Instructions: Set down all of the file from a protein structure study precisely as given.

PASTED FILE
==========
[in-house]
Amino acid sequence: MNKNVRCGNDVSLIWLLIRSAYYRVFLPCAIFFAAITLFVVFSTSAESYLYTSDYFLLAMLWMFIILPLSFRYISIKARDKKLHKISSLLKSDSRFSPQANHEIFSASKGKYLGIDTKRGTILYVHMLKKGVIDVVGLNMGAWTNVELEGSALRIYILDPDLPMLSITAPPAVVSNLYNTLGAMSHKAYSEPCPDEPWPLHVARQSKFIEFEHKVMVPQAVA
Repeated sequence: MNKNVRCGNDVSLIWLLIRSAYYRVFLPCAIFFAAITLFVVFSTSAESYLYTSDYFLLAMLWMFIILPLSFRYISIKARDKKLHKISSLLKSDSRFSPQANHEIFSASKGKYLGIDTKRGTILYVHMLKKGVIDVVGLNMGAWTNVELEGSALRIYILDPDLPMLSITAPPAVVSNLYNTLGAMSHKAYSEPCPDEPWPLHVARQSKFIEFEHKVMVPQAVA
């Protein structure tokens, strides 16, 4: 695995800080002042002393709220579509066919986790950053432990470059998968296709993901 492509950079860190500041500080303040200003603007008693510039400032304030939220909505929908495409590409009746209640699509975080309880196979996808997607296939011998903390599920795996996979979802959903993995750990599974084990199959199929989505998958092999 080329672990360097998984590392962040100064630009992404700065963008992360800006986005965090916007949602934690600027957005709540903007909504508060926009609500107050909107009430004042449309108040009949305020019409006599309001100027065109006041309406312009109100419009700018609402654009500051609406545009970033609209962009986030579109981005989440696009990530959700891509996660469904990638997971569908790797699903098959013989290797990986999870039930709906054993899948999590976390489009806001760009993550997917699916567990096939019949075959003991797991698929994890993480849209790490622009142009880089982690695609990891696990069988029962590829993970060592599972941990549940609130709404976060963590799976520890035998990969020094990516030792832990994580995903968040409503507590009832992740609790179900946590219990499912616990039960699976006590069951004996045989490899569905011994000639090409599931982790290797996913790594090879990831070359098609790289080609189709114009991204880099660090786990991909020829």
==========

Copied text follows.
[in-house]
Amino acid sequence: MNKNVRCGNDVSLIWLLIRSAYYRVFLPCAIFFAAITLFVVFSTSAESYLYTSDYFLLAMLWMFIILPLSFRYISIKARDKKLHKISSLLKSDSRFSPQANHEIFSASKGKYLGIDTKRGTILYVHMLKKGVIDVVGLNMGAWTNVELEGSALRIYILDPDLPMLSITAPPAVVSNLYNTLGAMSHKAYSEPCPDEPWPLHVARQSKFIEFEHKVMVPQAVA
Repeated sequence: MNKNVRCGNDVSLIWLLIRSAYYRVFLPCAIFFAAITLFVVFSTSAESYLYTSDYFLLAMLWMFIILPLSFRYISIKARDKKLHKISSLLKSDSRFSPQANHEIFSASKGKYLGIDTKRGTILYVHMLKKGVIDVVGLNMGAWTNVELEGSALRIYILDPDLPMLSITAPPAVVSNLYNTLGAMSHKAYSEPCPDEPWPLHVARQSKFIEFEHKVMVPQAVA
């Protein structure tokens, strides 16, 4: 695995800080002042002393709220579509066919986790950053432990470059998968296709993901 492509950079860190500041500080303040200003603007008693510039400032304030939220909505929908495409590409009746209640699509975080309880196979996808997607296939011998903390599920795996996979979802959903993995750990599974084990199959199929989505998958092999 080329672990360097998984590392962040100064630009992404700065963008992360800006986005965090916007949602934690600027957005709540903007909504508060926009609500107050909107009430004042449309108040009949305020019409006599309001100027065109006041309406312009109100419009700018609402654009500051609406545009970033609209962009986030579109981005989440696009990530959700891509996660469904990638997971569908790797699903098959013989290797990986999870039930709906054993899948999590976390489009806001760009993550997917699916567990096939019949075959003991797991698929994890993480849209790490622009142009880089982690695609990891696990069988029962590829993970060592599972941990549940609130709404976060963590799976520890035998990969020094990516030792832990994580995903968040409503507590009832992740609790179900946590219990499912616990039960699976006590069951004996045989490899569905011994000639090409599931982790290797996913790594090879990831070359098609790289080609189709114009991204880099660090786990991909020829």